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Home / Other Sports / From NBA to IOC, sharing the bubble map

From NBA to IOC, sharing the bubble map

NBA has shared its experience of creating a bio-secure bubble with IOC which is working different scenarios for the Tokyo Olympics, now deferred to July 23 to August 8, 2021.

other-sports Updated: Jul 31, 2020, 06:48 IST
B Shrikant
B Shrikant
Hindustan Times, Mumbai
Called NBA Campus, the bubble at the ESPN Wide World of Sports Complex at Walt Disney World in Orlando, Florida, has over 1500 persons comprising squads of all 22 teams
Called NBA Campus, the bubble at the ESPN Wide World of Sports Complex at Walt Disney World in Orlando, Florida, has over 1500 persons comprising squads of all 22 teams(AP Photo)

Sports organisations including the International Olympic Committee (IOC) will be closely watching the National Basketball Association (NBA) which restarted the 2019-20 season on Thursday.

NBA has shared its experience of creating a bio-secure bubble with IOC which is working different scenarios for the Tokyo Olympics, now deferred to July 23 to August 8, 2021. NBA in turn has learnt from top football leagues in Europe which completed the season after being stalled for months due to Covid-19, said Mark Tatum, deputy commissioner of NBA. The leagues are fighting the pandemic together, he said.

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“I have not been directly in contact with the IOC, but…I am on the executive committee of Fiba (international basketball federation), and obviously Fiba has been in direct contact with the IOC,” said Tatum.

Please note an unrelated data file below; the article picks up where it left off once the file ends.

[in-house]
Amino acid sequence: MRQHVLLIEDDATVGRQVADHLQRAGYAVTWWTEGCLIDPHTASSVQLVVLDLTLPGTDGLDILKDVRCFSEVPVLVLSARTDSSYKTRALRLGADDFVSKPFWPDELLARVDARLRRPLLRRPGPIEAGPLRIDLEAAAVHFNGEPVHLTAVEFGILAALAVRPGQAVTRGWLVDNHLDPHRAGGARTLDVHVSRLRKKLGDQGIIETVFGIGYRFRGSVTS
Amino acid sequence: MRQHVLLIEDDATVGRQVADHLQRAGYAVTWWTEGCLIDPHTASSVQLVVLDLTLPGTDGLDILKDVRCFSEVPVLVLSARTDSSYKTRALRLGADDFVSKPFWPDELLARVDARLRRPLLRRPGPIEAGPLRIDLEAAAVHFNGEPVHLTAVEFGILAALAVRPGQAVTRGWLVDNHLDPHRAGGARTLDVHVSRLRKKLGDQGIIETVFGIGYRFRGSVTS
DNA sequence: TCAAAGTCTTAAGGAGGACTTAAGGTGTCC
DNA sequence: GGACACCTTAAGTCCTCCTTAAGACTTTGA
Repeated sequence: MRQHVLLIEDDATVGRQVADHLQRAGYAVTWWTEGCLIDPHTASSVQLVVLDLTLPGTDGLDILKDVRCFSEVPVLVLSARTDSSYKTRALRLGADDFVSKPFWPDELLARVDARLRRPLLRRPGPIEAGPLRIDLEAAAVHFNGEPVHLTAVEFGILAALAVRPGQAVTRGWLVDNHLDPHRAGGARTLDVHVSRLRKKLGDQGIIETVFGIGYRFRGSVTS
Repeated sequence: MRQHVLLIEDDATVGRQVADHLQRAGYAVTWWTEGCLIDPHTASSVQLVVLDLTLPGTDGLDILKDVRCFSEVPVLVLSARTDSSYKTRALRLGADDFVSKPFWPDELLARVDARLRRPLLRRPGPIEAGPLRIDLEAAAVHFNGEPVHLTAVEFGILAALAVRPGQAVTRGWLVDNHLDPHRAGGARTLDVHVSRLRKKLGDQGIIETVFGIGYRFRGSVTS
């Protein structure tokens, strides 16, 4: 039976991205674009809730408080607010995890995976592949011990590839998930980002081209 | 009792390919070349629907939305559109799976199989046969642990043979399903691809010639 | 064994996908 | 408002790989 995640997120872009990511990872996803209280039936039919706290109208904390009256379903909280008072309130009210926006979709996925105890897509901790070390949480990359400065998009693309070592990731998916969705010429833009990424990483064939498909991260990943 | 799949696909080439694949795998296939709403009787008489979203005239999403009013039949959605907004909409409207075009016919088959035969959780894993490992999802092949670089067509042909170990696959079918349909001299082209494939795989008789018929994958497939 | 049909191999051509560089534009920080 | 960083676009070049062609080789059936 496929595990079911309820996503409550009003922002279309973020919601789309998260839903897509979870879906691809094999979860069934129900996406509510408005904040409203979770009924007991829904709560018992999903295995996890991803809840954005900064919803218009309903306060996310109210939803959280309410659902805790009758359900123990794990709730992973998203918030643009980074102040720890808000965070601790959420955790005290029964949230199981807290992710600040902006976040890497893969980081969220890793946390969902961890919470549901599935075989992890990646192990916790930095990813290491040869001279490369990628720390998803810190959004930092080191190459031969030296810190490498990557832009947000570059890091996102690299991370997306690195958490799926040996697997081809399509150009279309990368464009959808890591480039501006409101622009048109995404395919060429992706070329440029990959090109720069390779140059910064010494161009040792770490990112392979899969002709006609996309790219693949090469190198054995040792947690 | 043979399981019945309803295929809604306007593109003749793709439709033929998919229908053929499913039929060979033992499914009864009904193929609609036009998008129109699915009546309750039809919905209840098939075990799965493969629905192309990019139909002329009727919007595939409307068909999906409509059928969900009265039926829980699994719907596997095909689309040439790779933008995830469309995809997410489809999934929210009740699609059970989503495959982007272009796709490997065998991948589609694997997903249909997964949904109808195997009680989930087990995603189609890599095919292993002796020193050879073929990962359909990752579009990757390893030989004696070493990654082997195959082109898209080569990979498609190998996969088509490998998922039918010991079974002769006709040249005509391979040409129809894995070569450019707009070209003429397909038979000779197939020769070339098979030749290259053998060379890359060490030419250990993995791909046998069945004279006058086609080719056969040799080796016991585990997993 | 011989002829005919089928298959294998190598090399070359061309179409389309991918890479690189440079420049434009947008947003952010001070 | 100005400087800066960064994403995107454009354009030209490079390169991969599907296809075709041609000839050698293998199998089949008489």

“We actually have our chief medical officer on Fiba’s medical commission and so there’s a lot of sharing of information about our NBA campus and the bubble environment that I know is being shared with the IOC, as well,” he said, in a teleconference on Wednesday.

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“One of the, I think, benefits of this entire pandemic over the last couple of months has been the coming together of the sport’s community. There’s been a tremendous amount of sharing amongst leagues. I remember with the Bundesliga when they created their protocols, I was on the phone with them on a regular basis, and we shared information and shared protocols together. We were talking to the English Premier League. We all spoke about how we could do this together and what’s the best way to do it,” said Tatum.

“I think if there’s learnings (sic) here (it is) that we can share with others so that we can create safe and healthy environments for athletes and for sport.”

Called NBA Campus, the bubble at the ESPN Wide World of Sports Complex at Walt Disney World in Orlando, Florida, has over 1500 persons comprising squads of all 22 teams - including 89 internationals from 34 countries - support staff, match and technical officials, broadcast personnel and media. They are staying in three hotels and will play in three closed-door venues.

There hasn’t been any positive case in over 350 tests at the campus over the past couple of weeks. There have been breaches though when a couple of players stepped out of the campus but Tatum said that did not cause damage.

“We have an extensive list and extensive group of protocols that were developed in conjunction with the world’s leading experts in infectious disease, in epidemiology and in virology. We’ve implemented those protocols, and whenever we see somebody on the campus who is not adhering to the protocols, we actually have a process to deal with that,” he said.

With 30 robotic cameras to cover the three courts from angles that have not been explored till now, NBA hopes to make the experience worthwhile for the television audience. NBA’s restart is being beamed in 215 countries and territories in 47 languages. For each game, there will also be 300 fans in a live audience via a 17-foot digital fan wall surrounding the courts.

NBA plans to complete the season in October and launch the next one in December.

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